“If you were working on your larger purpose, how would you be spending your time?” I asked.

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“I would enjoy quiet time, write in my journal, do yoga and read books,” she replied. “But in my world, those times are rare. With the demands of my job, my family, and my volunteer responsibilities, I don’t have the time or the energy. I’m frustrated with the mundane and it’s all around me.”

“How do you feel when you are doing things that are in line with your larger purpose?”

“I feel like I’m making a contribution, like I am in service to something larger than myself.” She continued, “I have something to share and am willing to do what it takes – even if it means having to sacrifice– to walk this path.”

“Give me two routine tasks and let’s describe them from the perspective of ‘mundane,’ and then from the perspective of ‘purpose.'” I suggested.

“Our laundry is a never-ending cycle of gathering, sorting, washing, drying, ironing, putting away, wearing, gathering, etc.” she said and then struggled to find the purpose behind the task. “When I do the laundry, I am in service to my family and sacrificing my needs because it’s important for them to have clean clothes. Looking at it this way, doing laundry might be more purposeful than I realized. “

Deb continued by describing the routine aspects of teaching. “Mundane tasks include creating lesson plans, grading papers, and classroom management.” She paused in thought; a reflective smile appeared on her face. “Teaching can also be quite purposeful. For example, when I have witnessed someone learning to read…it’s phenomenal. That is when mundane turns into purposeful.”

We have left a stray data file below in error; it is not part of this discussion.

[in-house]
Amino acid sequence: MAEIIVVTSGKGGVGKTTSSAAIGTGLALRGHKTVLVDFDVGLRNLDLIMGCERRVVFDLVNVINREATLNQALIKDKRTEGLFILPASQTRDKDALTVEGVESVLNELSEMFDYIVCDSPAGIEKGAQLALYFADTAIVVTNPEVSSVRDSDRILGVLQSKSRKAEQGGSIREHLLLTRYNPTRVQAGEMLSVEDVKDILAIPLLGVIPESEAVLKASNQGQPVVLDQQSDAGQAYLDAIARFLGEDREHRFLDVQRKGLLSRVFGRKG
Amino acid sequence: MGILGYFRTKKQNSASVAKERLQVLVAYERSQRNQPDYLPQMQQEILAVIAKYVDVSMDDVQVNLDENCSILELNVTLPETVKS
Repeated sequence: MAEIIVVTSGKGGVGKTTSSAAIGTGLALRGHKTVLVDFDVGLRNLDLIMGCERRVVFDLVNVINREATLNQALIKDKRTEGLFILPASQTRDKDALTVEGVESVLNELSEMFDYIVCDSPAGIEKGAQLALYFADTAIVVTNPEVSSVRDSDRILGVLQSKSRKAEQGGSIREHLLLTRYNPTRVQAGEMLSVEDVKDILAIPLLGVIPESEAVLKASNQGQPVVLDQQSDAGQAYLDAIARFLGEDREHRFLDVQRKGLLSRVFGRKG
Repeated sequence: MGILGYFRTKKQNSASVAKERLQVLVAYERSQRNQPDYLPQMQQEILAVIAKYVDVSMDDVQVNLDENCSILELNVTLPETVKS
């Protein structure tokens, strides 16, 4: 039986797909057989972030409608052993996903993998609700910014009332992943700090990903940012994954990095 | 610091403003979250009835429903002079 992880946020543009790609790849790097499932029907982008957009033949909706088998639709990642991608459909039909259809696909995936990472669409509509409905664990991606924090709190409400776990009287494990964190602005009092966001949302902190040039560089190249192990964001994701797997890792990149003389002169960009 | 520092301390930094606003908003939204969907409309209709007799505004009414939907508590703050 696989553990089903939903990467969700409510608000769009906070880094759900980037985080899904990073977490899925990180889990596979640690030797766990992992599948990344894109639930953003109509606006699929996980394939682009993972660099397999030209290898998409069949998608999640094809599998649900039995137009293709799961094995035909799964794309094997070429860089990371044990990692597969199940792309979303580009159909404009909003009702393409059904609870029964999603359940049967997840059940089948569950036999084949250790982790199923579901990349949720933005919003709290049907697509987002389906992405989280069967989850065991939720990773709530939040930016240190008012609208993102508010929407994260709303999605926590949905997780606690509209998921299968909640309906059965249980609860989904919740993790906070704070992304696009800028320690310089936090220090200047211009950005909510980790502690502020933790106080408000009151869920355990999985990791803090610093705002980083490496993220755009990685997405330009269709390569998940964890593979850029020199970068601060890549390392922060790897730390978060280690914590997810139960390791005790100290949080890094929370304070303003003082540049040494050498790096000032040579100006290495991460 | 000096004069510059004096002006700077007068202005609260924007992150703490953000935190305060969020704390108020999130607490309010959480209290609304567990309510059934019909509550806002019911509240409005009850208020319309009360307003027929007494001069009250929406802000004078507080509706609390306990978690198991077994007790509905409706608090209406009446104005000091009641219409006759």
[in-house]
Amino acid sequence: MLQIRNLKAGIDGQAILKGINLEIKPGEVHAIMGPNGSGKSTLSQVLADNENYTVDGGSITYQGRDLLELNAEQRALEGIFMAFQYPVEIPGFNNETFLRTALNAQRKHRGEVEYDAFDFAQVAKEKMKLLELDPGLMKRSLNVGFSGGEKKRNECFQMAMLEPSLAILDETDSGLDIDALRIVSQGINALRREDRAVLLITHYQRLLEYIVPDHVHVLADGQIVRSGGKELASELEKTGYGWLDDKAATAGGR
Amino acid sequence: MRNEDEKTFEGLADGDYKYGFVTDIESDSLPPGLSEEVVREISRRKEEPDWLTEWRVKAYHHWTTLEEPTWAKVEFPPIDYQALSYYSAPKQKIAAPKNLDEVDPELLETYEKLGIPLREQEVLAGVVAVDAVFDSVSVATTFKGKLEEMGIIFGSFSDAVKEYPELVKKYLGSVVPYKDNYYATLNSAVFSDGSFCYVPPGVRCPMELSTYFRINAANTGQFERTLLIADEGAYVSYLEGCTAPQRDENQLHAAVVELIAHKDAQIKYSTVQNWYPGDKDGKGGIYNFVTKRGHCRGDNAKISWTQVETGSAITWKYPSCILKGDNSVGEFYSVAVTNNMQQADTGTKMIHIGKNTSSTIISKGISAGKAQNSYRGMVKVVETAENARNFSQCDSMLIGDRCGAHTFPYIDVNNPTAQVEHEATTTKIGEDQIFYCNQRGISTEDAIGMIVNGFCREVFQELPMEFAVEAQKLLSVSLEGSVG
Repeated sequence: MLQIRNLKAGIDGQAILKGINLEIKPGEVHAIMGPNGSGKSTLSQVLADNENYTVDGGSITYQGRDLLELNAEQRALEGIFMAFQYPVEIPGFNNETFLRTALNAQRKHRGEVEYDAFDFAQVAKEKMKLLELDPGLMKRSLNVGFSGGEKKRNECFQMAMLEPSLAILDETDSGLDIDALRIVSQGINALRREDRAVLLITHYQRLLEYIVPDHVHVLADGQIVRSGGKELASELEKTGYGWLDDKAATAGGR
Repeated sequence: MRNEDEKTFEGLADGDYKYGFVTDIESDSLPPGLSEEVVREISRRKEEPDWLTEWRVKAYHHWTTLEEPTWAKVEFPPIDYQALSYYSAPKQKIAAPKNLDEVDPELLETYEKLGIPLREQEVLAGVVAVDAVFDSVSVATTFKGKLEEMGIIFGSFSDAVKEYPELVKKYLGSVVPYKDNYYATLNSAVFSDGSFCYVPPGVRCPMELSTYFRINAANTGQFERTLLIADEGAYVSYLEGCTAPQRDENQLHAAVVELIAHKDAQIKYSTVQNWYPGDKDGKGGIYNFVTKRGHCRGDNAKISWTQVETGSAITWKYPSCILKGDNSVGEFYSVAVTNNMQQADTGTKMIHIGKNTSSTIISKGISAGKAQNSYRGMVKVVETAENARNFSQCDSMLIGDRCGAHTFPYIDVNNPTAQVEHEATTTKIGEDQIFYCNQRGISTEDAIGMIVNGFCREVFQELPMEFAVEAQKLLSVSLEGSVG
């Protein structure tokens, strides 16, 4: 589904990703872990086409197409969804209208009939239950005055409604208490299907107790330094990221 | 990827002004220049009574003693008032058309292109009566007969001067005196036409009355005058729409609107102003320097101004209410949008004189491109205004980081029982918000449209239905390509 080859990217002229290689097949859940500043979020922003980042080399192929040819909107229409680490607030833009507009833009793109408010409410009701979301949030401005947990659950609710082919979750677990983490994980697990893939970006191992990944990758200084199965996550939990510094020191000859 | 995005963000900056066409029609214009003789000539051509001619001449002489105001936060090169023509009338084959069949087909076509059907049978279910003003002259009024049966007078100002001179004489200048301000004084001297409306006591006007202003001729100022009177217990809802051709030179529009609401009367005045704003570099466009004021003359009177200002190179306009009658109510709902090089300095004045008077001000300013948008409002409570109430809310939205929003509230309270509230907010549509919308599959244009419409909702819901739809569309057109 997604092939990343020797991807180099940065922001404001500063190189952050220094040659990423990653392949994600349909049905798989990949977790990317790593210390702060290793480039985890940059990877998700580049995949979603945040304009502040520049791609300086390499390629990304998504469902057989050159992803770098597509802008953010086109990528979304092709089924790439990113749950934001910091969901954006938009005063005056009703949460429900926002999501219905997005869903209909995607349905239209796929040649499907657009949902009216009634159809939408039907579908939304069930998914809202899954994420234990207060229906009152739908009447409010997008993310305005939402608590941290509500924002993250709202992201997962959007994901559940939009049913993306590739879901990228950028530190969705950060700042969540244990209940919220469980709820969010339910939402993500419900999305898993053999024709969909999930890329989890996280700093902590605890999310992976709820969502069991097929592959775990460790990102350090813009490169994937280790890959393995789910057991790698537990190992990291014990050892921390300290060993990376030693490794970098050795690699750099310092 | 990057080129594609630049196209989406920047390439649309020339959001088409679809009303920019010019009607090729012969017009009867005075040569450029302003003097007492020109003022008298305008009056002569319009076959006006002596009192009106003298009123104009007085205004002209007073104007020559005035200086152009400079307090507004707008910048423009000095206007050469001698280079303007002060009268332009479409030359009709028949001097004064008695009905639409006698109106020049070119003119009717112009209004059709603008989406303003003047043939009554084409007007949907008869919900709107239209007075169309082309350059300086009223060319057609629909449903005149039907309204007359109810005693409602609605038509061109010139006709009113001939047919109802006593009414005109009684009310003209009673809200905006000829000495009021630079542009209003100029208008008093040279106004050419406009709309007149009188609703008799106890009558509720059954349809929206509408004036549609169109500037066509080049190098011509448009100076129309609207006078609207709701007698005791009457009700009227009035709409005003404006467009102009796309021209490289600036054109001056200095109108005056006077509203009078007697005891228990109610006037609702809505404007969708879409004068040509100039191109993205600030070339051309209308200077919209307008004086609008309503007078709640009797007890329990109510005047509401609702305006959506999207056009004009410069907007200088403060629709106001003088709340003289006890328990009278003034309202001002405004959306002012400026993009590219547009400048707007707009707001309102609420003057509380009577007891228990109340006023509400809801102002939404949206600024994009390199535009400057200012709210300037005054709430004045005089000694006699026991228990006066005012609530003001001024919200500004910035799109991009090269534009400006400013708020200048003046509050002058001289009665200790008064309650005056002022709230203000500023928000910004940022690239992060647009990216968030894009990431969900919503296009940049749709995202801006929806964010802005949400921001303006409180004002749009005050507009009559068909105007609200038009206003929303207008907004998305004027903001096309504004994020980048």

“I’ve never really thought of laundry or grading papers as being purposeful. I guess it’s how you look at it,” she shared.

“It reminds me of the story of a man who came across three bricklayers,” I said. “When asking the first one what he was doing, he said, ‘laying bricks.’ The second one replied, ‘Making a brick wall,’ and the third one said, ‘Building a cathedral.”‘ ( All three were performing the same task, but had completely different perspectives.”

Deb’s homework was to write down five routine tasks and describe the mundane and the purpose in each. I wonder if she will look at this assignment as mundane or purposeful.

Coaching Challenge: List five routine tasks. Describe how each task feels mundane and how it feels purposeful. How can you continue to see and feel the purpose of each of your daily tasks, even if they feel mundane? Find one word to remind you to view each task from a purposeful perspective. Post it in the place where you perform the task. For example, write the word “PURPOSE” on a piece of paper and hang it in your laundry room.